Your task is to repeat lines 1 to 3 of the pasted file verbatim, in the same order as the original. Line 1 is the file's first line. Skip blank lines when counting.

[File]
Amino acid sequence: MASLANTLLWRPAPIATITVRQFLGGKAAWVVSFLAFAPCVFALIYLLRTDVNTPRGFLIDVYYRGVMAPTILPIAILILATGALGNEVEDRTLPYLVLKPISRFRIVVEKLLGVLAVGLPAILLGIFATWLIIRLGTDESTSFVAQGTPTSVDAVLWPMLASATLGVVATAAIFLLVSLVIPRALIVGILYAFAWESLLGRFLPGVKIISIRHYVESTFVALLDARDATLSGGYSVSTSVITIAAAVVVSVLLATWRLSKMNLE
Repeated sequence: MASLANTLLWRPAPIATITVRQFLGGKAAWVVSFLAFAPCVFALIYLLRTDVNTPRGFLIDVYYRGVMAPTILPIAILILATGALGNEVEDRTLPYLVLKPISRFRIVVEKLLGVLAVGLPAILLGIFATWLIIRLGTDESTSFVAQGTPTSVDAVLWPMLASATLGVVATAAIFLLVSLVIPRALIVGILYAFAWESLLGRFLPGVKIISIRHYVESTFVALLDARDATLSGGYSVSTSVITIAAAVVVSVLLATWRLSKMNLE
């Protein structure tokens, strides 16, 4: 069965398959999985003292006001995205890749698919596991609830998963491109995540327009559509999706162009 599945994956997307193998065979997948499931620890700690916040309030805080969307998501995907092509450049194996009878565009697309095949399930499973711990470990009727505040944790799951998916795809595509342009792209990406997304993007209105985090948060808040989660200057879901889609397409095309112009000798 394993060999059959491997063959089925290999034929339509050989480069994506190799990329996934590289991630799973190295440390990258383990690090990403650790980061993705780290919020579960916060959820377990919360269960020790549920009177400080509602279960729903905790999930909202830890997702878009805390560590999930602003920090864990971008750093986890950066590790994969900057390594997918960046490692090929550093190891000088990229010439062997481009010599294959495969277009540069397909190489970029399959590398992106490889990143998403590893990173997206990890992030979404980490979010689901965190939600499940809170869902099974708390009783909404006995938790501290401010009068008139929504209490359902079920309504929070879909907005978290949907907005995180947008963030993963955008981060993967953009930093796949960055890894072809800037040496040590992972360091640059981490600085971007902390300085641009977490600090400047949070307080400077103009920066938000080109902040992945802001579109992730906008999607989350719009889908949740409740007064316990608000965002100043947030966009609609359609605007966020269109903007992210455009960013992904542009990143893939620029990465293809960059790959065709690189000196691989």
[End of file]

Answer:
Amino acid sequence: MASLANTLLWRPAPIATITVRQFLGGKAAWVVSFLAFAPCVFALIYLLRTDVNTPRGFLIDVYYRGVMAPTILPIAILILATGALGNEVEDRTLPYLVLKPISRFRIVVEKLLGVLAVGLPAILLGIFATWLIIRLGTDESTSFVAQGTPTSVDAVLWPMLASATLGVVATAAIFLLVSLVIPRALIVGILYAFAWESLLGRFLPGVKIISIRHYVESTFVALLDARDATLSGGYSVSTSVITIAAAVVVSVLLATWRLSKMNLE
Repeated sequence: MASLANTLLWRPAPIATITVRQFLGGKAAWVVSFLAFAPCVFALIYLLRTDVNTPRGFLIDVYYRGVMAPTILPIAILILATGALGNEVEDRTLPYLVLKPISRFRIVVEKLLGVLAVGLPAILLGIFATWLIIRLGTDESTSFVAQGTPTSVDAVLWPMLASATLGVVATAAIFLLVSLVIPRALIVGILYAFAWESLLGRFLPGVKIISIRHYVESTFVALLDARDATLSGGYSVSTSVITIAAAVVVSVLLATWRLSKMNLE
């Protein structure tokens, strides 16, 4: 069965398959999985003292006001995205890749698919596991609830998963491109995540327009559509999706162009 599945994956997307193998065979997948499931620890700690916040309030805080969307998501995907092509450049194996009878565009697309095949399930499973711990470990009727505040944790799951998916795809595509342009792209990406997304993007209105985090948060808040989660200057879901889609397409095309112009000798 394993060999059959491997063959089925290999034929339509050989480069994506190799990329996934590289991630799973190295440390990258383990690090990403650790980061993705780290919020579960916060959820377990919360269960020790549920009177400080509602279960729903905790999930909202830890997702878009805390560590999930602003920090864990971008750093986890950066590790994969900057390594997918960046490692090929550093190891000088990229010439062997481009010599294959495969277009540069397909190489970029399959590398992106490889990143998403590893990173997206990890992030979404980490979010689901965190939600499940809170869902099974708390009783909404006995938790501290401010009068008139929504209490359902079920309504929070879909907005978290949907907005995180947008963030993963955008981060993967953009930093796949960055890894072809800037040496040590992972360091640059981490600085971007902390300085641009977490600090400047949070307080400077103009920066938000080109902040992945802001579109992730906008999607989350719009889908949740409740007064316990608000965002100043947030966009609609359609605007966020269109903007992210455009960013992904542009990143893939620029990465293809960059790959065709690189000196691989």